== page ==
Trapped in time
Dramaworks has half a dozen drama projects on familiar themes - a haunted house, a space mission and gangs - "classics", the authors tell us, which they have enjoyed repeating over the years and which, they suggest, are now so well run in that they may be used successfully with all ages and abilities from primary to post-graduate students. Form and content, one might say, coincide perfectly in this little volume with both the paper and the ideas 100 per cent recycled.
The projects - or "pretexts" as Owens and Barber call them - are preceded by a mission statement, which, in the manner of such declarations, combines high-mindedness ("the human need to symbolise meaning") and vacuous assertion ("the drama process can be empowering") in equal measure. This is followed by back-of-the-packet instructions on how to perform drama-in-education tricks such as "speech bubbles". Those in the know will recognise the jargon, but teachers not familiar with curiosities like "mantle of the expert" will find it hard going, especially when in one "pretext" the teacher is supposed to be "in role" as a porcupine.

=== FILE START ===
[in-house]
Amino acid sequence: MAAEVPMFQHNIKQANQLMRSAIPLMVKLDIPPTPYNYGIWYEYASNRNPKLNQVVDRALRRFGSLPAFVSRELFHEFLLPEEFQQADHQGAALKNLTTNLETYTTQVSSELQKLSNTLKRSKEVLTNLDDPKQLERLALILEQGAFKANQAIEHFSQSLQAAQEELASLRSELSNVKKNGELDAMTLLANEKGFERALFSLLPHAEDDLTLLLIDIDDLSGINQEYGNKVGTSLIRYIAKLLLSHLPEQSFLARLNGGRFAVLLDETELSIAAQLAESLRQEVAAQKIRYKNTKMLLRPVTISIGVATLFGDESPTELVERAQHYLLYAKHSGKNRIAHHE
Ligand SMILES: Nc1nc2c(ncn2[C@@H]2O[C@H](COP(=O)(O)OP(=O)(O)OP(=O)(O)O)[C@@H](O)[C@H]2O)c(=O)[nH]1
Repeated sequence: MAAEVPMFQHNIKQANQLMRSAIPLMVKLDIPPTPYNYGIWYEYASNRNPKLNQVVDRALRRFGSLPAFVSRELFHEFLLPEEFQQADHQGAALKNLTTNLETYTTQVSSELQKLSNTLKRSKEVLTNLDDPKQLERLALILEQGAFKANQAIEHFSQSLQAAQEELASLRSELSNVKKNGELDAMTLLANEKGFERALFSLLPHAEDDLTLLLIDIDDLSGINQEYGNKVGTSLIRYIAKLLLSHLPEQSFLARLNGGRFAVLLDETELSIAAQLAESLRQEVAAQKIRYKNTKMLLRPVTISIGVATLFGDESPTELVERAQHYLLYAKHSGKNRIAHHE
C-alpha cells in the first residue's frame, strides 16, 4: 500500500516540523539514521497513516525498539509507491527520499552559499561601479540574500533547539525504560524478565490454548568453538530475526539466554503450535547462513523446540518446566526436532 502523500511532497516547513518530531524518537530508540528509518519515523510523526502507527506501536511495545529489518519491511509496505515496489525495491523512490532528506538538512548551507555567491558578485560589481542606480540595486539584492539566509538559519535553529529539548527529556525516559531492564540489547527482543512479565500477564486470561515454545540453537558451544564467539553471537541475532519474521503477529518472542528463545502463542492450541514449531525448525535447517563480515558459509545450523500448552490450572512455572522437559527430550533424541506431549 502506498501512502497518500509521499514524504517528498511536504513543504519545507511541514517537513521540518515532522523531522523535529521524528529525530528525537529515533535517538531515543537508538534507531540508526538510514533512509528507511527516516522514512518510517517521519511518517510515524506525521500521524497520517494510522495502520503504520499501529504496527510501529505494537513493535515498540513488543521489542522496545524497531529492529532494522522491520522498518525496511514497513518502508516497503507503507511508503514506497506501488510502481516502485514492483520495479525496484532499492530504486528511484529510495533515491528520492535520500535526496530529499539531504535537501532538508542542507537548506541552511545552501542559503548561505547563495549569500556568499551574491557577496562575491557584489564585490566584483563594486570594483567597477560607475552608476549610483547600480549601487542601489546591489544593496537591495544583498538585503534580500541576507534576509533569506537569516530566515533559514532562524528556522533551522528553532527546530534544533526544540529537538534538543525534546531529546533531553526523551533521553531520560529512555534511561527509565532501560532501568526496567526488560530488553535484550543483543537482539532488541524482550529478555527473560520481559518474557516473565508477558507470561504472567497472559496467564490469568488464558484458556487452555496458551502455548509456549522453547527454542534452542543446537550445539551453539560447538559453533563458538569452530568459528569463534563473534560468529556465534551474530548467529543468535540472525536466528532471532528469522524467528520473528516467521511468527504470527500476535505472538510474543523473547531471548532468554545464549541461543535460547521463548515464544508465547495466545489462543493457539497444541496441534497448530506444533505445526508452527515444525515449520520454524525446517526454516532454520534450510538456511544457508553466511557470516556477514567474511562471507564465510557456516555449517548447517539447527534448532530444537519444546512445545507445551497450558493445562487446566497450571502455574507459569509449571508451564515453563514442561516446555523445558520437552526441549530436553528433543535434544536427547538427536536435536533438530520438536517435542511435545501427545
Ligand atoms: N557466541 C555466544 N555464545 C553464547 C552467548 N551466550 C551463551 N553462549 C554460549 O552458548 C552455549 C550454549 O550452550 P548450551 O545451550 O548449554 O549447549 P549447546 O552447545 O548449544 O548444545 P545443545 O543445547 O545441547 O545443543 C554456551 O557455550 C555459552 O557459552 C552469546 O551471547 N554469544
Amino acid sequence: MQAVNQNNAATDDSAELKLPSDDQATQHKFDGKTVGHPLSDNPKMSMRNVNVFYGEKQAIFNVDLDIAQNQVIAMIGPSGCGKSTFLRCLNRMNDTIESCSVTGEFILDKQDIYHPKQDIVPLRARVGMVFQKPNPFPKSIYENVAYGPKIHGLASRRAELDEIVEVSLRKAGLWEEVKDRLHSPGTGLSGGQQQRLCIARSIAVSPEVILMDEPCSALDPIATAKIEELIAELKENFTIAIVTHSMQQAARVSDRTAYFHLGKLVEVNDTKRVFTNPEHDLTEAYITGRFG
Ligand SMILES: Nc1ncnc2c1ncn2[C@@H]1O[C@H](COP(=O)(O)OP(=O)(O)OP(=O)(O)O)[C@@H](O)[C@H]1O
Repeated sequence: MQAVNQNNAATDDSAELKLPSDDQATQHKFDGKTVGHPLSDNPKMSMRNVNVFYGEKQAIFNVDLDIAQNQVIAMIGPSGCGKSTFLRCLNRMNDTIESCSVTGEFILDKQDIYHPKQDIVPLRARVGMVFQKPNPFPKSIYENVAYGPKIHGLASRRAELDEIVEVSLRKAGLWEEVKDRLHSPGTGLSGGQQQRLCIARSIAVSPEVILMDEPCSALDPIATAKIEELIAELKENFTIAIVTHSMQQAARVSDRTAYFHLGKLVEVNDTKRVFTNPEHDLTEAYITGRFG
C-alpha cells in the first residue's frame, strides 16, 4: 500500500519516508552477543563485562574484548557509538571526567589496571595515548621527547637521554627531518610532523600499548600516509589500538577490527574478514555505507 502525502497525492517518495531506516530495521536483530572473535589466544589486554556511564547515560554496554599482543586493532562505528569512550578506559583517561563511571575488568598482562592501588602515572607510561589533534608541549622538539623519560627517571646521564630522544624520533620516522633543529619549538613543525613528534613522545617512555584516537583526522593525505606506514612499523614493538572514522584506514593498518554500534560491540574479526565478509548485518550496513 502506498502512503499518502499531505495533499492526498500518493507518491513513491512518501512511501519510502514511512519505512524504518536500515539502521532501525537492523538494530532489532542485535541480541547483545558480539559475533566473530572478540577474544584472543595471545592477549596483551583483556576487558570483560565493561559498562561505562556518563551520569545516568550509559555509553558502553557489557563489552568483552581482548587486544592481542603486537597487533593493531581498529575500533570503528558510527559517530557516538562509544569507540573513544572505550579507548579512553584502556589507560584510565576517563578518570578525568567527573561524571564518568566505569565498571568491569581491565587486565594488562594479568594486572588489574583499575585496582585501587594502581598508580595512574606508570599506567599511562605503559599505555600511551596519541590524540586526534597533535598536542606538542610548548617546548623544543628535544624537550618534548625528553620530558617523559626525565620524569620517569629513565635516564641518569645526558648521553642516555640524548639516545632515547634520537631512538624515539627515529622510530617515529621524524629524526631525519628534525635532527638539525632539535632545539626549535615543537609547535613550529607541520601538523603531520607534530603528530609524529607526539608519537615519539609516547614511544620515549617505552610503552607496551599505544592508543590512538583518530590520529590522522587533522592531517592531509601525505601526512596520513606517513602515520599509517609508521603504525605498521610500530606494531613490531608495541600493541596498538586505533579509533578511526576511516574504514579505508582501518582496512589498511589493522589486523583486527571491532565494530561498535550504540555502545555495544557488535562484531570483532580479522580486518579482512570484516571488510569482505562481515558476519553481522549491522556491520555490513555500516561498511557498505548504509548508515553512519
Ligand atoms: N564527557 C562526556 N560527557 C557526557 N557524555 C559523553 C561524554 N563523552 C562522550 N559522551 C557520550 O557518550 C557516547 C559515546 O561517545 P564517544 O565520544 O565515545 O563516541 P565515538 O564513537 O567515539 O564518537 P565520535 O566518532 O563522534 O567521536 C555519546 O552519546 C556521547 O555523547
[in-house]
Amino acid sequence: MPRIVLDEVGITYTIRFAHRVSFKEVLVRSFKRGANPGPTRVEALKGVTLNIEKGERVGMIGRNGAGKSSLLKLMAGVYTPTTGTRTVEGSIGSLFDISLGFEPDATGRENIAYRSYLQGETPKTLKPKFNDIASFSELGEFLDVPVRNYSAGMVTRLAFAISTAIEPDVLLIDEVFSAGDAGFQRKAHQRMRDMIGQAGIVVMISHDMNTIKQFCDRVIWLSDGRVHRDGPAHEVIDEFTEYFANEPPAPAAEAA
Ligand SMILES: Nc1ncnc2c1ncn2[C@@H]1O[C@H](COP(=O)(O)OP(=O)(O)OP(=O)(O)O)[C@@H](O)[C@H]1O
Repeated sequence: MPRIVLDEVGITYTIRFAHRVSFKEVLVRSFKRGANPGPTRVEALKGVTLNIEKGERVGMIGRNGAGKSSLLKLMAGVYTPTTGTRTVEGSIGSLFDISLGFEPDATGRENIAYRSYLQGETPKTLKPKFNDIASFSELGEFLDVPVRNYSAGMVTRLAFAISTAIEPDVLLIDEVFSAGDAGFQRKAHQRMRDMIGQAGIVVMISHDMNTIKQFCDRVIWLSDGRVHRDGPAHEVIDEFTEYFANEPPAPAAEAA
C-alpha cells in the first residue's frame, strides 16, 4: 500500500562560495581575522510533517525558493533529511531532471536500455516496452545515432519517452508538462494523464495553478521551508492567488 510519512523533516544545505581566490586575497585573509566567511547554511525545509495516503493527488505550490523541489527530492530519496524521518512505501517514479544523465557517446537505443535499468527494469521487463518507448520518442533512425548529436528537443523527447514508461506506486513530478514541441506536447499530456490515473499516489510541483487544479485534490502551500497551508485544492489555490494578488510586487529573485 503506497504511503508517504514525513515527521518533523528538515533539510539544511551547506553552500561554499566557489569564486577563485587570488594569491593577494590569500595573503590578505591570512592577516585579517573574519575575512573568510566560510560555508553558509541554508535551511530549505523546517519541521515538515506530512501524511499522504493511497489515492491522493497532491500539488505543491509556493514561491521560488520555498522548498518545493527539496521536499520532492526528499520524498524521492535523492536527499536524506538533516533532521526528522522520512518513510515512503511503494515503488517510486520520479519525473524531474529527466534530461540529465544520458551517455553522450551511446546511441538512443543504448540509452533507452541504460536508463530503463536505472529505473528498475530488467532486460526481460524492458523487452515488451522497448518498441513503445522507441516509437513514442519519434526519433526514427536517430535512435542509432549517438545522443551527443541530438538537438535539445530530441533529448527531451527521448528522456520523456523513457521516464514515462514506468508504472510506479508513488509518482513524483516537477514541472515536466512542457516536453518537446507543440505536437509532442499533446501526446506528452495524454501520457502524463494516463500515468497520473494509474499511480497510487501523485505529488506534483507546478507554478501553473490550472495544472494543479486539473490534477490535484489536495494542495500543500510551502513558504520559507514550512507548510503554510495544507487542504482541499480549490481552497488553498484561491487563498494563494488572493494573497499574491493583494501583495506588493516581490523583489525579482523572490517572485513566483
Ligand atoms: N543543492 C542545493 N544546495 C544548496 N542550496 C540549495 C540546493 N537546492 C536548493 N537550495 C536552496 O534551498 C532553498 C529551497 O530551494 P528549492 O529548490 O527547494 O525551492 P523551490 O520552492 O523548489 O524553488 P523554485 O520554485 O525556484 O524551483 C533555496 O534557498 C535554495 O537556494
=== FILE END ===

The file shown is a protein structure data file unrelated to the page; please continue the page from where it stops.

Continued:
It's a bit pedestrian. The style is awkward, making the book a struggle to read, and one is left wondering what on earth these activities are for? Although Owens and Barber list what they call "possible learning areas" for each project, these turn out to be vague - "oppression", "assertiveness", and "revenge" - and there are no suggestions as to how pupils' progression through the exercises that make up the "pretexts" might be assessed.
This task is not made easier by the authors' failure to see any problem about giving the same tasks to Year 5 pupils as to students with Firsts in Theatre Arts. One awaits their next book, which promises to explain such matters, with interest.
Finally, it is extraordinary that a handbook for teachers can be published in England without reference to the national curriculum. Dramaworks seems to be trapped in a time warp, the "pretexts" hanging in educational limbo. I cannot imagine many teachers having the energy to struggle through the gobbledegook to reach them.